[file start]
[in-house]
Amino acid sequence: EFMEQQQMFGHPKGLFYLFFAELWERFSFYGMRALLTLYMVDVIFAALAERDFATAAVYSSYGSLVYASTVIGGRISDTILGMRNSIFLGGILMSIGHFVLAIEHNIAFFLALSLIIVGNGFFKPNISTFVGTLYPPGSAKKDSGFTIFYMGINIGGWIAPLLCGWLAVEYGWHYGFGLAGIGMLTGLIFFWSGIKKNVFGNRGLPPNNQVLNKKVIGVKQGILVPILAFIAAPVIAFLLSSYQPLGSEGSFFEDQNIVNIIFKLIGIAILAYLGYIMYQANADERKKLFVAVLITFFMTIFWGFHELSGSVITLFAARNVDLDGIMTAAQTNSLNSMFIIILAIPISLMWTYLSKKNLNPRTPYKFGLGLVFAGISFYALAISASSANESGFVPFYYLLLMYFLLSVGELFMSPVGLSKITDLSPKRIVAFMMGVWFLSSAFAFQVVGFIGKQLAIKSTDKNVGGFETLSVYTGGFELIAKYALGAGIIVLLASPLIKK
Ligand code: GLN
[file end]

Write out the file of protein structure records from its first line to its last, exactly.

[in-house]
Amino acid sequence: EFMEQQQMFGHPKGLFYLFFAELWERFSFYGMRALLTLYMVDVIFAALAERDFATAAVYSSYGSLVYASTVIGGRISDTILGMRNSIFLGGILMSIGHFVLAIEHNIAFFLALSLIIVGNGFFKPNISTFVGTLYPPGSAKKDSGFTIFYMGINIGGWIAPLLCGWLAVEYGWHYGFGLAGIGMLTGLIFFWSGIKKNVFGNRGLPPNNQVLNKKVIGVKQGILVPILAFIAAPVIAFLLSSYQPLGSEGSFFEDQNIVNIIFKLIGIAILAYLGYIMYQANADERKKLFVAVLITFFMTIFWGFHELSGSVITLFAARNVDLDGIMTAAQTNSLNSMFIIILAIPISLMWTYLSKKNLNPRTPYKFGLGLVFAGISFYALAISASSANESGFVPFYYLLLMYFLLSVGELFMSPVGLSKITDLSPKRIVAFMMGVWFLSSAFAFQVVGFIGKQLAIKSTDKNVGGFETLSVYTGGFELIAKYALGAGIIVLLASPLIKK
Ligand code: GLN